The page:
Book Review: The Great Alone by Kristin Hannah

Book Review: The Great Alone by Kristin Hannah

I adored The Nightingale, the first book of Hannah’s that I’d read, so snapped this one up when I spotted it on the shelves in my fave book store in Byron and devoured it in one delicious reading binge. Having taken us on a heartbreaking journey to occupied France in The Nightingale, this time she takes us to the wilds of Alaska and a very different tale.  So, if you’re thinking of giving it a whirl, here’s my review of Kristin Hannah’s The Great Alone.

The Great Alone – the title inspired from a poem about Alaska called “The Shooting of Dan McGrew” by Robert W. Service – is a beautifully multilayered story, telling the interwoven tales of the Albright family (Ernt, Cora and Leni) as they make the bold decision to start a new life in Alaska in 70s America. It’s a tale of destructive love and domestic abuse as the unhealthily relationship between Ernt and Cora starts to disintegrate; survivalism as they try to build a life and future in a bleak landscape; and the coming of age of teenage Leni who meets and falls in love with their new neighbour’s son, the love affair which will trigger a series of events and will change all of their lives forever.

So, what did I love about The Great Alone?

I loved the place and time that it was set in, even more so when I realised that this is a story from the heart, as like the novel’s heroine Leni, Hannah and her family moved to Alaska in the 70s and she still feels a connection to the state.   This was no Sitka as portrayed in Sandra Bulloch’s The Proposal: cute and chocolate-box, small-town America; this was raw frontierism and depicts a basic and brutal way of life.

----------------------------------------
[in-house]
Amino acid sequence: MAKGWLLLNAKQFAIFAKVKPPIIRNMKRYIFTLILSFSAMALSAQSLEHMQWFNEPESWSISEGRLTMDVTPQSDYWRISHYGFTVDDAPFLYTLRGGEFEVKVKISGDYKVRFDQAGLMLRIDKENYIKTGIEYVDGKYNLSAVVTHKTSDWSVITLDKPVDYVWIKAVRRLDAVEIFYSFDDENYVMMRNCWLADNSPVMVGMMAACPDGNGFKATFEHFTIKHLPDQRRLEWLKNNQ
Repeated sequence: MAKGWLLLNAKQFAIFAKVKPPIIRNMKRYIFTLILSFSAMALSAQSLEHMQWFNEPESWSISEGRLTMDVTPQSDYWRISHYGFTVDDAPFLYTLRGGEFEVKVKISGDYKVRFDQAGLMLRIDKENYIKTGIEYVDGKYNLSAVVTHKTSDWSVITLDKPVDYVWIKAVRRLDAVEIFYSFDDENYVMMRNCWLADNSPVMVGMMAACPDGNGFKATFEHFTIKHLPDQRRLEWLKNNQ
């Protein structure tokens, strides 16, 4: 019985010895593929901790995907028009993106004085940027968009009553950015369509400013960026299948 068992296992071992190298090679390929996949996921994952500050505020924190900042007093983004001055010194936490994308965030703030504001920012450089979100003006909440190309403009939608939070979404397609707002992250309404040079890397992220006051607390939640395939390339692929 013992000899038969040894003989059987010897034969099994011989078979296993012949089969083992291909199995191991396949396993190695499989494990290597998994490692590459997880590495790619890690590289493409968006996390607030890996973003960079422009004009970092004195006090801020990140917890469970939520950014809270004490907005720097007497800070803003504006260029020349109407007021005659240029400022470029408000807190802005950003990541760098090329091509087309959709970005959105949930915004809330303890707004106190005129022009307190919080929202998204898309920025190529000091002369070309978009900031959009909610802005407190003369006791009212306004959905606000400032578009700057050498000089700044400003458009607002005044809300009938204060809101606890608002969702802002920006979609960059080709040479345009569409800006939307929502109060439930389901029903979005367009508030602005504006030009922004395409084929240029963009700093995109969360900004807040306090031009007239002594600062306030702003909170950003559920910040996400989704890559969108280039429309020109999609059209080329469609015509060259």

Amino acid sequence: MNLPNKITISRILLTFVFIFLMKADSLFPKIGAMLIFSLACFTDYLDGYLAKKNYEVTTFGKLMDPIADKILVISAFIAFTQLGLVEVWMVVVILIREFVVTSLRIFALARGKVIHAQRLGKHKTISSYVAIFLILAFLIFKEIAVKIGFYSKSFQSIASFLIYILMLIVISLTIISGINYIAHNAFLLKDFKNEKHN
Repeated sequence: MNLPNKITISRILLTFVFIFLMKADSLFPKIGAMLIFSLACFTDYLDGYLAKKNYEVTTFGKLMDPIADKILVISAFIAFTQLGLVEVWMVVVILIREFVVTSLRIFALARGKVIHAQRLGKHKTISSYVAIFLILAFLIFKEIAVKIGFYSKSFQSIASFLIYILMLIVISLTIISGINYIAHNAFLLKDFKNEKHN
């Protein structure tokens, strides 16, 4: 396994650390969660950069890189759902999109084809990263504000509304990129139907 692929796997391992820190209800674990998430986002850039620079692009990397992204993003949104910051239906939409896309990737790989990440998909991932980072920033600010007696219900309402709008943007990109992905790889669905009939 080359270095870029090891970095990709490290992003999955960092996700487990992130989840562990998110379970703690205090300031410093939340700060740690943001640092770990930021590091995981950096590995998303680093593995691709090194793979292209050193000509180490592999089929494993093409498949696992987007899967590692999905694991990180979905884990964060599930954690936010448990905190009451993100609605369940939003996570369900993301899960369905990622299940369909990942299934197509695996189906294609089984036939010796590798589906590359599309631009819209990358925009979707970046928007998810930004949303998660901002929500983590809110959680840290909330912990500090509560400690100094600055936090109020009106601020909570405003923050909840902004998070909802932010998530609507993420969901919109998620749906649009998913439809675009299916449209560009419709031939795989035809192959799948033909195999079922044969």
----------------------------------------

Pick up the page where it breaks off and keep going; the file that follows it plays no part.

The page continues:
I particularly loved the first part of the story – their beginnings ‘off the grid’ and acclimatising to the harsh landscape, with the onslaught of their first brutal winter and precarious grip on survival mirrored by Ernt’s descent into PTSD – fueled mania, depression and violence.

After reading a few reviews (about the novel) online, it copped some criticism for being a bit simplistic, but I really like Hannah’s style; I care about her characters, the locations and periods of history transport me and that’s what I’m looking for. I read this on holiday in Byron, couldn’t put it down and sobbed at the end and as the tale unfolded; not the ugly gulps that accompanied the ending of The Nightingale but hey, who needs to be a blubbing mess every time you finish a book?!

My only criticism is that when I finished the novel, I was left wanting more.  I liked the device of the story moving forward in leaps of time but would have liked more; more detail, depth and answers.  And no spoilers here, but I was a bit surprised by the 2 key events which turned everything on its head, and you could say that the end was a wee bit simplistic.

But would I recommend it – hell yes – Kristin Hannah is rapidly turning into one of my new fave authors and I’ll definitely be working my way through her earlier works this year.

And if this genre isn’t your cup of tea, or you’re looking for other recommendations, head on over to my  Books section as there’s something for everyone over there.

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